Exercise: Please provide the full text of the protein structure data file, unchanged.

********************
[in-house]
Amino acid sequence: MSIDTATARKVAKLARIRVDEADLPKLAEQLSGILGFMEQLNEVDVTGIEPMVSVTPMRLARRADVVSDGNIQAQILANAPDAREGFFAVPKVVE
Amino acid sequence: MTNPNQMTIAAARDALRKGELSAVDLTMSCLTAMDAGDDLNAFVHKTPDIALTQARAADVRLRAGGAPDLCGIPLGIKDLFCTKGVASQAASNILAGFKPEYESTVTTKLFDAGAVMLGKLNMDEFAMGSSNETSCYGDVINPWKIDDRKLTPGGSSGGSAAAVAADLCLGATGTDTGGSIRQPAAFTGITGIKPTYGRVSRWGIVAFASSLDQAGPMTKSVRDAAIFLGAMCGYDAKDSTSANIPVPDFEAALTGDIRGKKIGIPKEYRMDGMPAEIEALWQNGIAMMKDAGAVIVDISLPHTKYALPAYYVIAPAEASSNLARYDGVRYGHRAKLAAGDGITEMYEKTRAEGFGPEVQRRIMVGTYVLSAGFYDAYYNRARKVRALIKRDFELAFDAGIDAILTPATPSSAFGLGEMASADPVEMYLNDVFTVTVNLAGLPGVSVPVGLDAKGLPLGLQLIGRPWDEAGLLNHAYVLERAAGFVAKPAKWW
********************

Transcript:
[in-house]
Amino acid sequence: MSIDTATARKVAKLARIRVDEADLPKLAEQLSGILGFMEQLNEVDVTGIEPMVSVTPMRLARRADVVSDGNIQAQILANAPDAREGFFAVPKVVE
Amino acid sequence: MTNPNQMTIAAARDALRKGELSAVDLTMSCLTAMDAGDDLNAFVHKTPDIALTQARAADVRLRAGGAPDLCGIPLGIKDLFCTKGVASQAASNILAGFKPEYESTVTTKLFDAGAVMLGKLNMDEFAMGSSNETSCYGDVINPWKIDDRKLTPGGSSGGSAAAVAADLCLGATGTDTGGSIRQPAAFTGITGIKPTYGRVSRWGIVAFASSLDQAGPMTKSVRDAAIFLGAMCGYDAKDSTSANIPVPDFEAALTGDIRGKKIGIPKEYRMDGMPAEIEALWQNGIAMMKDAGAVIVDISLPHTKYALPAYYVIAPAEASSNLARYDGVRYGHRAKLAAGDGITEMYEKTRAEGFGPEVQRRIMVGTYVLSAGFYDAYYNRARKVRALIKRDFELAFDAGIDAILTPATPSSAFGLGEMASADPVEMYLNDVFTVTVNLAGLPGVSVPVGLDAKGLPLGLQLIGRPWDEAGLLNHAYVLERAAGFVAKPAKWW